“Scientific merit, relevance to soil science, and effectiveness in communicating the paper’s contents to the reader”
Pei-Pei Xue (University of Sydney) was the lead author, co-authors were Yolima Carrillo, Vanessa Pino, Budiman Minasny & Alex. B. McBratney.
This biogeographic study (Soil Properties Drive Microbial Community Structure in a Large Scale Transect in South Eastern Australia, Nature, Scientific Reports) makes a fundamental contribution toward understanding the relative impacts of human and physical controls on soil microbial communities. We congratulate the authors on a highly relevant and well-presented research.
“best PhD thesis on the basis of the originality, its’ significance to soil science and its’ clarity of writing”
Dr Xu’s thesis “Climate Change Goes Underground: Effects of elevated CO2 on Rhizosphere Priming of Soil Organic Matter” was considered a standout of the theses being judged. He was also awarded the Nancy Mills Medal for outstanding PhDs at La Trobe Uni. Dr Xu is to be commended for demonstrating his considerable skills in soil and plant analysis. His thesis was well designed, a comprehensive investigation and was able to reveal the complexity of CO2 enrichment affecting rhizosphere priming effect.
“outstanding contribution to soil science”
In carefully considering the JA Prescott Medal rules and guidelines, the committee felt that the candidate(s) assessed did not quite meet the criteria of outstanding contribution to soil science in a National context. This was not an easy decision for them to make.
“outstanding effort in promoting and raising the awareness of soil science in Australia via extension activity with Soil Science Australia and/or the wider community”
Bill has had a spectacular career contributing to the promotion and awareness raising of soil science in Australia. His dedication to agricultural extension in Tasmania has been both extensive and exemplary.
The breath of Bill’s extension activities with land managers has been particularly impressive. From Nutrient management to soil carbon stores to land management for water quality Bill has done it all. Spending much of his career in Tasmania Bill has worked extensively with farmer groups assisting in the implementation of best soil management practices. His efforts have provided significant outcomes for Tasmanian soil health, particularly in regard to soil carbon, fertilisers use, soil structure and erosion control measures. Beyond Tasmania Bill’s undertaken significant work in WA working with pastoralists implementing land management change for vegetation and biodiversity outcomes. Bill has shown a career long commitment to extension of soil science research to land managers.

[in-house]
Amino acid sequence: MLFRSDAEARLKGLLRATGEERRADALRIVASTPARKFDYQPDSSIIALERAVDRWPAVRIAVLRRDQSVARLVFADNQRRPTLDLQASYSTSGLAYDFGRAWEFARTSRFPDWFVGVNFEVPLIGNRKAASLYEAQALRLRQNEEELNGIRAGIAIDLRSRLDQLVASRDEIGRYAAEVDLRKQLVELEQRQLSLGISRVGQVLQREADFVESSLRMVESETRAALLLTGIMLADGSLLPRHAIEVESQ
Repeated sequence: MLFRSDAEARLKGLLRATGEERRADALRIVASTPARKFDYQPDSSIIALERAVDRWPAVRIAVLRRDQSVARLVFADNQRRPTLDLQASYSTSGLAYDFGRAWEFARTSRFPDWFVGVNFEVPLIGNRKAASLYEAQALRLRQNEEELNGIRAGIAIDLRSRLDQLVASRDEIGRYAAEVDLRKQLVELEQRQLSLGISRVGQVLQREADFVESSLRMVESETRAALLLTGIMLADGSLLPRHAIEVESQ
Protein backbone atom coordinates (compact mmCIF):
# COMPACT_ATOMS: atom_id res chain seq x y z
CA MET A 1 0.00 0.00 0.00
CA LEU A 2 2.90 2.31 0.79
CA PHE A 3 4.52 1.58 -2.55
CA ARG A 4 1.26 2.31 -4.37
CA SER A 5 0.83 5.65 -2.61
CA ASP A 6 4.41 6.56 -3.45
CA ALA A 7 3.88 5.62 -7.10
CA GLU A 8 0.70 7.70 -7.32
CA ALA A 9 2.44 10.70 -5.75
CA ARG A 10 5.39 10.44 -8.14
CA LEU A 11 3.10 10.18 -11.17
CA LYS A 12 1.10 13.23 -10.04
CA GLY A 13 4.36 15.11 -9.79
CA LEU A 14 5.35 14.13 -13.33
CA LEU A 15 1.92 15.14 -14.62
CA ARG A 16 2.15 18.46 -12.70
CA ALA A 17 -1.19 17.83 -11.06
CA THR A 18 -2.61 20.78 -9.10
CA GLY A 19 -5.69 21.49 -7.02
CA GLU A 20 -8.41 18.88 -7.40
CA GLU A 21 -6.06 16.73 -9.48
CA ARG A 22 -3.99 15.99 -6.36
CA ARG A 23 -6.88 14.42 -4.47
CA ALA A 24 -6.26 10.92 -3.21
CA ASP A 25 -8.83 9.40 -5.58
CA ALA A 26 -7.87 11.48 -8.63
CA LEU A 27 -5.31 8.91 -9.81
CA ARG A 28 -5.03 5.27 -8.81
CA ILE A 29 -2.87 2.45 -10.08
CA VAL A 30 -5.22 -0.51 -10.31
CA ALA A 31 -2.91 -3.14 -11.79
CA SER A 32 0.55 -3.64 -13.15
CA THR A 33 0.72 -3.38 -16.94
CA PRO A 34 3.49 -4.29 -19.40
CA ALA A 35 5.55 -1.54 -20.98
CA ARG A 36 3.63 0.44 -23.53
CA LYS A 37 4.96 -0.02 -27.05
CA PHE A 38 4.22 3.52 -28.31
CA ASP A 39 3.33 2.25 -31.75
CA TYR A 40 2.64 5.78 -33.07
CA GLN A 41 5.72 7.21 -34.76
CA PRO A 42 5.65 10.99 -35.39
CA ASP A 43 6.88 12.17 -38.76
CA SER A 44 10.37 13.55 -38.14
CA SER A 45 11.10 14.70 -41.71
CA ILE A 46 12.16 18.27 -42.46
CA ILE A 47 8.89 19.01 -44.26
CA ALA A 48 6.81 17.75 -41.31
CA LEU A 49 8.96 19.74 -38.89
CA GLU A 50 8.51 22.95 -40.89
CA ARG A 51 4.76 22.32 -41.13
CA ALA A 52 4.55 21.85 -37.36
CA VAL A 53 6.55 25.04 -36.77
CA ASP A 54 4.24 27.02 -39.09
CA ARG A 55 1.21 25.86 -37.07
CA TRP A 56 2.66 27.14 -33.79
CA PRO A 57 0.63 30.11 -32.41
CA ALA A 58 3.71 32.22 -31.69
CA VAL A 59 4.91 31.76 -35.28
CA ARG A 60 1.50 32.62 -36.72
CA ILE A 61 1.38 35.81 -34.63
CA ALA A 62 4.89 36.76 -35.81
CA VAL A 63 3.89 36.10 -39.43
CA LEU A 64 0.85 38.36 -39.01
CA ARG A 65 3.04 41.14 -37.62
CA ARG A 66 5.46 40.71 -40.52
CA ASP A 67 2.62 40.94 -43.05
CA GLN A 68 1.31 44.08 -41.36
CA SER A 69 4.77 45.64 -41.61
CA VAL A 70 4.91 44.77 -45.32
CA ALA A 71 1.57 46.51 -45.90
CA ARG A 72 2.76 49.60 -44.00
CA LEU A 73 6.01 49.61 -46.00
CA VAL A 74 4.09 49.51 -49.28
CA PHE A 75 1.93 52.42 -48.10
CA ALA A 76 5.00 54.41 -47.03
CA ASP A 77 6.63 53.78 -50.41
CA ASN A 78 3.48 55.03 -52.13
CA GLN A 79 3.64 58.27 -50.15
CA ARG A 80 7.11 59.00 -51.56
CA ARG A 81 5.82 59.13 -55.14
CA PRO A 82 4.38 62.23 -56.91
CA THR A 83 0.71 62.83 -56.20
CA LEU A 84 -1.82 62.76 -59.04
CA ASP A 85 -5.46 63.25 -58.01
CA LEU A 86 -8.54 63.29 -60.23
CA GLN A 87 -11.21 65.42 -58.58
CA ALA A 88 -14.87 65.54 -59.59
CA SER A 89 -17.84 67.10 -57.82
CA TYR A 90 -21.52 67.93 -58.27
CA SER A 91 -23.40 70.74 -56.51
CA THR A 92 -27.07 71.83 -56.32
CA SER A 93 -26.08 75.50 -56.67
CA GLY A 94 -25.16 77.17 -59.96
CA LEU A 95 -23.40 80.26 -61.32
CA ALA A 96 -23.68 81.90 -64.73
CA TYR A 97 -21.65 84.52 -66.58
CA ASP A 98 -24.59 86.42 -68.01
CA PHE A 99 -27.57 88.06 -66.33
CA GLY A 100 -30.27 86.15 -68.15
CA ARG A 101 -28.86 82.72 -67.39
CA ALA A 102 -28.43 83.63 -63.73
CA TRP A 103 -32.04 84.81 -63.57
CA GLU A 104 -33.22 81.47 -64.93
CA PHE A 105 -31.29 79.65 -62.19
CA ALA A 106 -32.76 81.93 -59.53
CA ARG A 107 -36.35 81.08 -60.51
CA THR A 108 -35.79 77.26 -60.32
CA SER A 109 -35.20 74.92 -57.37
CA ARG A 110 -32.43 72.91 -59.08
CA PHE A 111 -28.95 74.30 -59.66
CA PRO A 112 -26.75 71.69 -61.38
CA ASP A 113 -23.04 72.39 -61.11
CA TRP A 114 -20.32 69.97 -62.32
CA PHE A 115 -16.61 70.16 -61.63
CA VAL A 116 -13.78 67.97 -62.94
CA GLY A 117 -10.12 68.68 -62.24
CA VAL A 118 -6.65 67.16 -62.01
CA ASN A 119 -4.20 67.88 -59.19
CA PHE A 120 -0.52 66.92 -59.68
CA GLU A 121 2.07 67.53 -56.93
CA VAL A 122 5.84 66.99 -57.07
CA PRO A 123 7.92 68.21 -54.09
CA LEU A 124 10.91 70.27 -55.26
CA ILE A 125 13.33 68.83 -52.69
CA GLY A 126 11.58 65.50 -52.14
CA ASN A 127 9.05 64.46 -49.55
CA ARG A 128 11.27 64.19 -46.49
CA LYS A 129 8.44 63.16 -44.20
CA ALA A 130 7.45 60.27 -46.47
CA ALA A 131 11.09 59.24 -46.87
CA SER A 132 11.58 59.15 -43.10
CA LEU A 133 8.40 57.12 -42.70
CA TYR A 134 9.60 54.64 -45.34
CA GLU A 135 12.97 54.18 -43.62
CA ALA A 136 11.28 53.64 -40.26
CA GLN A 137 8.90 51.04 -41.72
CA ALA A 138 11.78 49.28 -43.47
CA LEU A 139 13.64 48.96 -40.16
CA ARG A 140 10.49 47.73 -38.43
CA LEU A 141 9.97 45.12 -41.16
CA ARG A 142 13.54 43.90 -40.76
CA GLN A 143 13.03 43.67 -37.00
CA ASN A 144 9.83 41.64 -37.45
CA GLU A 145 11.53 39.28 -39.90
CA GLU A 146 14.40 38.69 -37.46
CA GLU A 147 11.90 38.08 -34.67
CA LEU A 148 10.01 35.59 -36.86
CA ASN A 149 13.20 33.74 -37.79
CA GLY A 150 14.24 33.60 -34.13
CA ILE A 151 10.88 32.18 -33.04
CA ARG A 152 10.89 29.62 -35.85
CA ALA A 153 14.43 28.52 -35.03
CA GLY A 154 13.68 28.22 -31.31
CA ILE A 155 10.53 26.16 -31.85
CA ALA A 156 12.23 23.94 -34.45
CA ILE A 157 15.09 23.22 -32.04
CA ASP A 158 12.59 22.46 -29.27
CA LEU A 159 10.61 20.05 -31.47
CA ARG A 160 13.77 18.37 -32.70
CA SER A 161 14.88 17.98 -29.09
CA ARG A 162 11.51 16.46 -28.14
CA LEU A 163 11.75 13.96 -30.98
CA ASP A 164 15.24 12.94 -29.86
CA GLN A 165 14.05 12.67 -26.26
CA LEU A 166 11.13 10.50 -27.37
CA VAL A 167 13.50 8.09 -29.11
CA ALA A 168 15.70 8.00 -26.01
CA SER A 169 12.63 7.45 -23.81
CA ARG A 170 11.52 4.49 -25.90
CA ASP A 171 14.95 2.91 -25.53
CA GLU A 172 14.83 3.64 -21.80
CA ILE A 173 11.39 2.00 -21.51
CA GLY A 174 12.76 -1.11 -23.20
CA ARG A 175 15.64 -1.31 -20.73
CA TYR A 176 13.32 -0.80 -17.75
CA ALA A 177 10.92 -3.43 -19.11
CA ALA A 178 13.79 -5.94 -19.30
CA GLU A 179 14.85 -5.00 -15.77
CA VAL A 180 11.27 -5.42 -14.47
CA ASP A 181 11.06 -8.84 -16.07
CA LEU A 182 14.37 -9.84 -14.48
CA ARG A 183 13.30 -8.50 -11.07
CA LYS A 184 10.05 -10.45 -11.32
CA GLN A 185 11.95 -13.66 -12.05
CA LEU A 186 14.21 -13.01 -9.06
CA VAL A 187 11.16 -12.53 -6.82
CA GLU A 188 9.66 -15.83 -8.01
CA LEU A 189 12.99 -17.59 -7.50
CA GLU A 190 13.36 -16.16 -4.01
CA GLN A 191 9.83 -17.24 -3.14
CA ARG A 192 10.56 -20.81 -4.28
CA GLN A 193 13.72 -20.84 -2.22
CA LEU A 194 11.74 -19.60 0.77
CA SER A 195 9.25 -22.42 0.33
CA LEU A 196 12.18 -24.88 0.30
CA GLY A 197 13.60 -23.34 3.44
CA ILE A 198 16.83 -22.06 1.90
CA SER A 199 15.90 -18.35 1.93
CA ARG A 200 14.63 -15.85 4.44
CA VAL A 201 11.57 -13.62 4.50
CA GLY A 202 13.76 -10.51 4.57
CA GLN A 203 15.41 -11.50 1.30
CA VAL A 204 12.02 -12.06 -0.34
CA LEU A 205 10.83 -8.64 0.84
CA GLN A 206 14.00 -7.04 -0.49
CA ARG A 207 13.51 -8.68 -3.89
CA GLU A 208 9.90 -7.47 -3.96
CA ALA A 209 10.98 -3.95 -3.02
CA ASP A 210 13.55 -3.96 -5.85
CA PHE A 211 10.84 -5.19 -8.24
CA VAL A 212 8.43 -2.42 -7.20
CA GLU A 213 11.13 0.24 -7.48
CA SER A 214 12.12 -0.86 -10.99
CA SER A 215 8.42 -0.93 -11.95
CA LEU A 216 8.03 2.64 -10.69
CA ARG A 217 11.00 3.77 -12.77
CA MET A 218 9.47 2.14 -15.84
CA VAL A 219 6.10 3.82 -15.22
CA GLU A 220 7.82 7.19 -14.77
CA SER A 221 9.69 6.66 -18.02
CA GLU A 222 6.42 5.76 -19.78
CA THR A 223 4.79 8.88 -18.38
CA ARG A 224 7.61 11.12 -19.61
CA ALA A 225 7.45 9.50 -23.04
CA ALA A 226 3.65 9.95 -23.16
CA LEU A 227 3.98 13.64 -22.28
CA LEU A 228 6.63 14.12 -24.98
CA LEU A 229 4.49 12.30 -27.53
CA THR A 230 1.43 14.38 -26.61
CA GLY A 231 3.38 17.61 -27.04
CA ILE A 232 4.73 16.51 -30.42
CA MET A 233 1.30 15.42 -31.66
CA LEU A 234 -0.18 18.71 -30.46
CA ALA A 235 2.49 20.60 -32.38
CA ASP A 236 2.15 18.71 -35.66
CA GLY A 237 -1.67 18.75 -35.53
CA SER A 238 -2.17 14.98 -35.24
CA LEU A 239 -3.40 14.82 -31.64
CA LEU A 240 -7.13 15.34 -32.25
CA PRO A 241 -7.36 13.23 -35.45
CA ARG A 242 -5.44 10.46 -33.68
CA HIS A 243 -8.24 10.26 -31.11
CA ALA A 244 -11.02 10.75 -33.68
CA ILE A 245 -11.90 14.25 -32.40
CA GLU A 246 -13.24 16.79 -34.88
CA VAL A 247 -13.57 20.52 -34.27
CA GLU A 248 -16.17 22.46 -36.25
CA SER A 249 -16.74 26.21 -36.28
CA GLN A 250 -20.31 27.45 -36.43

The LJH Teakle awards committee and the broader soil science community congratulate and thank Bill for his excellent work and service to the community in the promotion and awareness raising of soils and soil science in Australia.
“conferred for exceptional achievement and distinction in any or all of soils-based research, technology, teaching, extension and/or the advancement of soil science”
After careful consideration, the Committee resolved not to award Fellowship in 2020.
The committee agreed that the nomination(s) did not provide sufficient information or evidence that supported the Fellowship criteria”.
The Committee is pleased to announce that two nominations for Honorary Life Membership have both been endorsed
Richard has demonstrated outstanding effort and achievement in promoting and raising the awareness of soil science through activity with Soil Science Australia and the wider community over several decades. He has been active on Soil Science Australia committees since 1992, including a four-year stint as Federal President from 2009-2012. Under his leadership there was a significant achievement relating to strengthening professional standards (particularly CPSS); broadening engagement of the Society, and overseeing the World Congress of Soil Science in 2010. In 2017, Richard was recognised with Soil Science Australia’s Teakle Award for his work. Despite retiring in 2017, Richard continues to be a strong advocate for the Society and soil science.
Noel has had a distinguished 40-year soil science career in the area of soil characterisation and land resource assessment in Victoria, Western Australia and overseas. He has held leadership roles on the National Committee for Soils and Terrain (NCST), in both policy and technical fields, that has delivered distinguished impact on soil science across Australia. Since retiring in 2016 he has continued his involvement by co-leading the NCST’s Australian Soil Classification Working Group. Noel has served as Federal Secretary of Soil Science Australia (2014-2016); Soil Science Australia Calendar Committee Chair (2015-2017) and active photographic contributor; Profile and Crumbs Editor (2017 to 2019).
Vinod was the lead author and main contributor to two excellent and complementary research articles that have immediate practical applications for management of riparian zones and soil salinity in farmland.
Riparian zone retention and associated management is often a controversial issue due to the lack of real data to support buffer widths etc. This research changes that paradigm, providing solid outcomes for governments and land managers to establish appropriate riparian buffers under statutory and management guidelines.